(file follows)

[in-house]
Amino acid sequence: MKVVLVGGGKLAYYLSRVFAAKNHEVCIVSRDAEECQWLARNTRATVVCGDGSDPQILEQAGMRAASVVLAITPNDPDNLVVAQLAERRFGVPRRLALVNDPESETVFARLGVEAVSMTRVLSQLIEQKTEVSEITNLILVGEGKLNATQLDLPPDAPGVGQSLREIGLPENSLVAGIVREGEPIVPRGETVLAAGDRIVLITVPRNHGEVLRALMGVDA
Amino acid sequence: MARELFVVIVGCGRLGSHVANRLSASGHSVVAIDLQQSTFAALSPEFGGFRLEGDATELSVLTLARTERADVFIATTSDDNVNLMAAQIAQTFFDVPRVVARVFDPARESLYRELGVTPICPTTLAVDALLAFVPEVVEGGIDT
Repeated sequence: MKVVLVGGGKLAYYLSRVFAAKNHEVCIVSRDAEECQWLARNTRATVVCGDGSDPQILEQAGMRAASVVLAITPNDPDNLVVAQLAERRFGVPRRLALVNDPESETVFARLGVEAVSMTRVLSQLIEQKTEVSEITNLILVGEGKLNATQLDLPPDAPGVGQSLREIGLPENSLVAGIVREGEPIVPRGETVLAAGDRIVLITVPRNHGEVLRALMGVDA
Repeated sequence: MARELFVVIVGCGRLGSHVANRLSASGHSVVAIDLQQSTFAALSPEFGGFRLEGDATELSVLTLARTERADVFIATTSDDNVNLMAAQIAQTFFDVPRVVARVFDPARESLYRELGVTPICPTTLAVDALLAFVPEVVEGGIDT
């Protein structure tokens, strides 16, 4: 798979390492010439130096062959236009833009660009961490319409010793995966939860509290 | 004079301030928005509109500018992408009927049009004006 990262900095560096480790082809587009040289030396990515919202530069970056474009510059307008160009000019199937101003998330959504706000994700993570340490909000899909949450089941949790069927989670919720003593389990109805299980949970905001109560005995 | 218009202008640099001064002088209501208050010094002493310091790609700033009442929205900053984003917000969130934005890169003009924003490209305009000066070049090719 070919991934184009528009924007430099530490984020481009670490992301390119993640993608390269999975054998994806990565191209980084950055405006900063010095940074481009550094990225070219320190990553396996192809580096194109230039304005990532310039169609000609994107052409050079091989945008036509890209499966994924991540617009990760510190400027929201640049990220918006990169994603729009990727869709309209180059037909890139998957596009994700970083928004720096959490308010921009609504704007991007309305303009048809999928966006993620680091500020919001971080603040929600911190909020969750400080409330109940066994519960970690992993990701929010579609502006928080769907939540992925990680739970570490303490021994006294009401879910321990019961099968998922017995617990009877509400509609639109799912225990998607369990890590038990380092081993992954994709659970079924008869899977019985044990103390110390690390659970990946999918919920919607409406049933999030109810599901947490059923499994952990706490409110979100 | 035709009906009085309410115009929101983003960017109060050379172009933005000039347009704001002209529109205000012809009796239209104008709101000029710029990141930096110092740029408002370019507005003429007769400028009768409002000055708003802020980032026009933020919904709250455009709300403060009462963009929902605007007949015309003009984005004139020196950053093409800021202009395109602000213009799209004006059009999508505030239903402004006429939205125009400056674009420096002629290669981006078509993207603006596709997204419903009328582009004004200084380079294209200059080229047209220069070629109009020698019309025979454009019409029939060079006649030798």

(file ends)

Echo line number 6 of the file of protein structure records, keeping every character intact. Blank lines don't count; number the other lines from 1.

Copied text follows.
């Protein structure tokens, strides 16, 4: 798979390492010439130096062959236009833009660009961490319409010793995966939860509290 | 004079301030928005509109500018992408009927049009004006 990262900095560096480790082809587009040289030396990515919202530069970056474009510059307008160009000019199937101003998330959504706000994700993570340490909000899909949450089941949790069927989670919720003593389990109805299980949970905001109560005995 | 218009202008640099001064002088209501208050010094002493310091790609700033009442929205900053984003917000969130934005890169003009924003490209305009000066070049090719 070919991934184009528009924007430099530490984020481009670490992301390119993640993608390269999975054998994806990565191209980084950055405006900063010095940074481009550094990225070219320190990553396996192809580096194109230039304005990532310039169609000609994107052409050079091989945008036509890209499966994924991540617009990760510190400027929201640049990220918006990169994603729009990727869709309209180059037909890139998957596009994700970083928004720096959490308010921009609504704007991007309305303009048809999928966006993620680091500020919001971080603040929600911190909020969750400080409330109940066994519960970690992993990701929010579609502006928080769907939540992925990680739970570490303490021994006294009401879910321990019961099968998922017995617990009877509400509609639109799912225990998607369990890590038990380092081993992954994709659970079924008869899977019985044990103390110390690390659970990946999918919920919607409406049933999030109810599901947490059923499994952990706490409110979100 | 035709009906009085309410115009929101983003960017109060050379172009933005000039347009704001002209529109205000012809009796239209104008709101000029710029990141930096110092740029408002370019507005003429007769400028009768409002000055708003802020980032026009933020919904709250455009709300403060009462963009929902605007007949015309003009984005004139020196950053093409800021202009395109602000213009799209004006059009999508505030239903402004006429939205125009400056674009420096002629290669981006078509993207603006596709997204419903009328582009004004200084380079294209200059080229047209220069070629109009020698019309025979454009019409029939060079006649030798």